Friday, July 19, 2019 - 12:51  •  By Jeff Tranter  •  C++, Linux
My last post, part 4 in the GPIO Programming series, showed some ways to program GPIO from Python. Python offers a number of advantages as a programming language including a short learning curve, no need for compilation, and the availability of many add-on modules. However, true compiled languages like C or C++ can offer some advantages in embedded applications, such as higher performance. Because you are working closer to the level of the hardware you don't have to worry about what a JIT compiler or interpreter might be doing. If desired, you can look at the compiler's generated code or even…
Friday, June 28, 2019 - 13:15  •  By Jeff Tranter  •  Embedded, Python
In this blog post we'll look at how to control Raspberry Pi GPIO pins from the Python programming language using two different modules: Rpi.GPIO and Gpiozero. A Bit About Python Python [1] is an interpreted, high-level, general-purpose programming language that has been around since 1991. It is currently one of the most popular and fastest growing programming languages. The "Pi" in Raspberry Pi standards for "Python Interpreter," reflecting the fact that this is the recommended language on the platform. A nice feature of Python is that, being an interpreter, you can type in and try…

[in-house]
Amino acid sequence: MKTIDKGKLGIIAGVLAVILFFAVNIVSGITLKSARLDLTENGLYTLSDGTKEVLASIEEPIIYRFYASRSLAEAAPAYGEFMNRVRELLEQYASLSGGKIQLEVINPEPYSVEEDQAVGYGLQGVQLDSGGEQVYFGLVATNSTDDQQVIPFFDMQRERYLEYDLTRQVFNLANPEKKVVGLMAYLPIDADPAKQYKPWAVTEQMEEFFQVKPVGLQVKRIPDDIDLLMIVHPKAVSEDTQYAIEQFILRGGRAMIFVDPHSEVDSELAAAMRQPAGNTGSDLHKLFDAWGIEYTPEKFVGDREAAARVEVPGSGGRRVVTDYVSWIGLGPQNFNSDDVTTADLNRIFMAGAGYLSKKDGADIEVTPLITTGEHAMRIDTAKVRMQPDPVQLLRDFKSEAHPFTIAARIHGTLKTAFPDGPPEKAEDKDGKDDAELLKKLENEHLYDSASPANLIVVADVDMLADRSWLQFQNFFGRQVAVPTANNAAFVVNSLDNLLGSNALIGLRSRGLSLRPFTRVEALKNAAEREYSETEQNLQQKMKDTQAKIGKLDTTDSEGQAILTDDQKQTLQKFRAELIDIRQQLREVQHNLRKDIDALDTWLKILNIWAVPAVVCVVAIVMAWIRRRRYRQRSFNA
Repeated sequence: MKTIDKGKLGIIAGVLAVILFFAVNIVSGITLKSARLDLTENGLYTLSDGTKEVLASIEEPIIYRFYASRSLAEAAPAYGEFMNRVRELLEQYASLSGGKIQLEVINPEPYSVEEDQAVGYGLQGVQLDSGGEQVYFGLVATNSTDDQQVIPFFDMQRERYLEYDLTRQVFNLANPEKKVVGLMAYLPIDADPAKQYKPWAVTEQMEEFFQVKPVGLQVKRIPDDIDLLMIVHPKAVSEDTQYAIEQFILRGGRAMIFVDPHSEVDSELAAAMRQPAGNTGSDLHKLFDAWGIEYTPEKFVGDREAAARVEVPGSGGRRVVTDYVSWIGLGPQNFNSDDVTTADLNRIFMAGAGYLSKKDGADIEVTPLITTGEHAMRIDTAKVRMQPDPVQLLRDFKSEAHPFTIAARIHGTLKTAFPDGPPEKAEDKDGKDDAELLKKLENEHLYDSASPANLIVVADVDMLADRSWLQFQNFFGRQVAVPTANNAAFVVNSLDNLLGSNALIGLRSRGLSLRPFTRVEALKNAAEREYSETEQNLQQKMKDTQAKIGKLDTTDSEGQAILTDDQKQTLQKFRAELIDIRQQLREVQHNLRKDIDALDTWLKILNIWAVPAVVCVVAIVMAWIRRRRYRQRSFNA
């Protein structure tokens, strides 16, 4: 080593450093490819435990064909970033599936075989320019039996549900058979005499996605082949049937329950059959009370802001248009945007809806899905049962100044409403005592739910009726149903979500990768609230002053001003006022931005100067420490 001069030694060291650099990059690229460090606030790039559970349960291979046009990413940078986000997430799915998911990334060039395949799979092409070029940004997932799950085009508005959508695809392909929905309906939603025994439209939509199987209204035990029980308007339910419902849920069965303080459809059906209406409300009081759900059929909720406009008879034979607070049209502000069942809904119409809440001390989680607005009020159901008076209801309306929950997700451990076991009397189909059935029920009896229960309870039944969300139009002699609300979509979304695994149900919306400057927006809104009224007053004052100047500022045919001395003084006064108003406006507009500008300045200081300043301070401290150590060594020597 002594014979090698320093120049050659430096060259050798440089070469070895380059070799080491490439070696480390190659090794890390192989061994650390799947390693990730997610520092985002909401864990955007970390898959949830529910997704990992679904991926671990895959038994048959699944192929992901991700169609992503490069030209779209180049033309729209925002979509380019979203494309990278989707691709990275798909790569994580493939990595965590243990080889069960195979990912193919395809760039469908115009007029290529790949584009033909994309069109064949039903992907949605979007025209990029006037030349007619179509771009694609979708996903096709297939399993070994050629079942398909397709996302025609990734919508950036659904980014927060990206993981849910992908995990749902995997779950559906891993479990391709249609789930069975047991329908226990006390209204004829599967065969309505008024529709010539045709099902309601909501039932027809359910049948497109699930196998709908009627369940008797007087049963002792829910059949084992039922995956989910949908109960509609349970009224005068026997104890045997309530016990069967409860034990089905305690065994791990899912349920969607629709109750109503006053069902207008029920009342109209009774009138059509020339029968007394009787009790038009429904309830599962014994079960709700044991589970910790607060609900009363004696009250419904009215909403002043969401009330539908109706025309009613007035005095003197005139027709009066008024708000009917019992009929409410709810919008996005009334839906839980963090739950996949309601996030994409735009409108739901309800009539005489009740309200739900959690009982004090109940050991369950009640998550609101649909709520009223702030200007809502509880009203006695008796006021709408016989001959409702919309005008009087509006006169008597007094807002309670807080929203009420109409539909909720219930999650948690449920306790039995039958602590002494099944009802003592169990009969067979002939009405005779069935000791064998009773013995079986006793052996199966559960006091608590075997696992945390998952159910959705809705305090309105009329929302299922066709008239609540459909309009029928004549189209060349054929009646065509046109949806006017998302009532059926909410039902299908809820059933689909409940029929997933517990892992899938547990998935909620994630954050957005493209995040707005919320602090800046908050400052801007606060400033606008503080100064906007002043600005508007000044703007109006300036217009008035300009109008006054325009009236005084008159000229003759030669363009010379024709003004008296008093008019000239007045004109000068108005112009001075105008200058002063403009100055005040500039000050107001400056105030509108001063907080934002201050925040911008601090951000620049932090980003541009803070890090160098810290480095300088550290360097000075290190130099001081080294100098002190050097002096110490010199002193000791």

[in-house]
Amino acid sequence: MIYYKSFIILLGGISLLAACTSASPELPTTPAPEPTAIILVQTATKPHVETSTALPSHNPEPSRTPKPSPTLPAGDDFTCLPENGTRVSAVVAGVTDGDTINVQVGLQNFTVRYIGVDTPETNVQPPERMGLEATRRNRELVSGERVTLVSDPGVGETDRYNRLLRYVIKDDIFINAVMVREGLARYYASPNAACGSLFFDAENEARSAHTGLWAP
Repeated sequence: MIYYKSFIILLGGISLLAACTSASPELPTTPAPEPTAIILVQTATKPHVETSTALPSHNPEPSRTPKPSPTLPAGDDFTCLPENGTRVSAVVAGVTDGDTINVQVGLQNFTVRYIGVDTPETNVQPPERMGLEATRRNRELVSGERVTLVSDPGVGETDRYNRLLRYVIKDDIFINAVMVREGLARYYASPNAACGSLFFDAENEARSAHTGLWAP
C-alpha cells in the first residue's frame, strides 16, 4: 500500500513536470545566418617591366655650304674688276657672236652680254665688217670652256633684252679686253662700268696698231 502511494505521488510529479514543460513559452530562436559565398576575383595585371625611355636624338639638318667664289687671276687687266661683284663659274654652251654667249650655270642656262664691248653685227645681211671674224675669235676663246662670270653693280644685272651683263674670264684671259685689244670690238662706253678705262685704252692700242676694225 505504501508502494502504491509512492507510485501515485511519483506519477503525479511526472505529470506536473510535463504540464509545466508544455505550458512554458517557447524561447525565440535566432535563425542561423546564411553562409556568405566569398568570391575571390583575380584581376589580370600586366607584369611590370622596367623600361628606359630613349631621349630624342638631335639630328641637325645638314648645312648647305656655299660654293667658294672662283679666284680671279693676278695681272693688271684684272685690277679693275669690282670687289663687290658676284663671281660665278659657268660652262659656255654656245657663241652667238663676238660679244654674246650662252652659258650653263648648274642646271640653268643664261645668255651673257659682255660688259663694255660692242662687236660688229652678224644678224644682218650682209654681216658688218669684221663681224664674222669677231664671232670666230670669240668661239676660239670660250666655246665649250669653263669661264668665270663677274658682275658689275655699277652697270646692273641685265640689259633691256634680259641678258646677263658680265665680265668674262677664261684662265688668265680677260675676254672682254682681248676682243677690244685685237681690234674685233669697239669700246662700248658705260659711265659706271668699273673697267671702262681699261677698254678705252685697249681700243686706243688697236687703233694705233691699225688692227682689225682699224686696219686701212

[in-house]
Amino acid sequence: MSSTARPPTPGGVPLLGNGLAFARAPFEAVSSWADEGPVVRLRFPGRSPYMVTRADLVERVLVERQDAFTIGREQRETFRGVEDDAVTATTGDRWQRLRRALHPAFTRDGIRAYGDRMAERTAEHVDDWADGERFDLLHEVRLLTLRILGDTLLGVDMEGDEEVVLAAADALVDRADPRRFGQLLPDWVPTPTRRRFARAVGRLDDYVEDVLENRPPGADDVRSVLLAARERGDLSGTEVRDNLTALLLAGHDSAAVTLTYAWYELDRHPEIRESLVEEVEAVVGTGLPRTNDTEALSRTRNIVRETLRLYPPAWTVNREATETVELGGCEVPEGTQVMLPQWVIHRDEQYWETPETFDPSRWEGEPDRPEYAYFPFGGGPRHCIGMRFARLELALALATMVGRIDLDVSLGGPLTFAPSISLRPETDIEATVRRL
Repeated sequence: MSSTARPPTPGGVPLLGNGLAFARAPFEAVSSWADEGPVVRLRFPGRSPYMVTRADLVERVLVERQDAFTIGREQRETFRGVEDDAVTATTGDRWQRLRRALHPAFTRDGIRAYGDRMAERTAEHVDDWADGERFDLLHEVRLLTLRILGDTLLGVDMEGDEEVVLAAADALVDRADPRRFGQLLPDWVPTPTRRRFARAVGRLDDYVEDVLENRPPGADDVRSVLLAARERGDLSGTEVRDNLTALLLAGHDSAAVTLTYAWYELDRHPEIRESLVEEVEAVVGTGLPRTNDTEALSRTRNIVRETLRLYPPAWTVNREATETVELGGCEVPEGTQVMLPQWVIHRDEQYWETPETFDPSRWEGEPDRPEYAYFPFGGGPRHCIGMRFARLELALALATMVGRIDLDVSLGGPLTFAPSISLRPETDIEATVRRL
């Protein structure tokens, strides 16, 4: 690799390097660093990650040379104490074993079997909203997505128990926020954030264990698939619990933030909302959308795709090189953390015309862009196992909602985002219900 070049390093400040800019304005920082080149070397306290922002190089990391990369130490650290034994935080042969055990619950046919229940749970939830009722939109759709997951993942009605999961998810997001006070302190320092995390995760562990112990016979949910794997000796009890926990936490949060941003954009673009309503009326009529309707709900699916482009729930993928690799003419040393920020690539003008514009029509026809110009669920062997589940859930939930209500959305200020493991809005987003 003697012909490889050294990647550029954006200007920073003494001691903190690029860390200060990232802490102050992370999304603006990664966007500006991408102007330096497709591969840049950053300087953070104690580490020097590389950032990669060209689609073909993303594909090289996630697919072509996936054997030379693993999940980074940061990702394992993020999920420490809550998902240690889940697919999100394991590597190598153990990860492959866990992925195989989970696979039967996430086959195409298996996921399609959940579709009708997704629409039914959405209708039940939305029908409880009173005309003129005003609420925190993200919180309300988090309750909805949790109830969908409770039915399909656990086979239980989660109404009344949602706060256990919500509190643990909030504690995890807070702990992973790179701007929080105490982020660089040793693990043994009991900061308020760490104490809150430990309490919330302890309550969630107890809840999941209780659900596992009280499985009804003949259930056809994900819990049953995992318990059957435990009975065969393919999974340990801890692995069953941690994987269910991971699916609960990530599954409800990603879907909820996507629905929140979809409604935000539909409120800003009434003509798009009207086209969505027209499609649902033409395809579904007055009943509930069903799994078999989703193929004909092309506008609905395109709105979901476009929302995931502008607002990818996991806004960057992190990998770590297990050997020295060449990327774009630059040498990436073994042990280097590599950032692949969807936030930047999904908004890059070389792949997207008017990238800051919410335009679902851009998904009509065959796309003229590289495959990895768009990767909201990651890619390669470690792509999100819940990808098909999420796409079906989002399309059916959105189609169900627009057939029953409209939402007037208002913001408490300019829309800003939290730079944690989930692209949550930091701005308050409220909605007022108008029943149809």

Tuesday, June 18, 2019 - 15:50  •  By Jeff Tranter  •  embedded systems
In this blog post we'll look at basic GPIO control using the sysfs interface provided by the Linux kernel. We won't need to do any programming as we can do this from shell commands. I'll show some examples that will work on the Raspberry Pi platform. Background As we'll see in future installments of this blog series, there are different ways to access GPIO hardware from programs, but sysfs is a simple one that is supported by the Linux kernel and makes the devices visible in the file system so we can experiment from the command line without needing to write any code. For simple applications…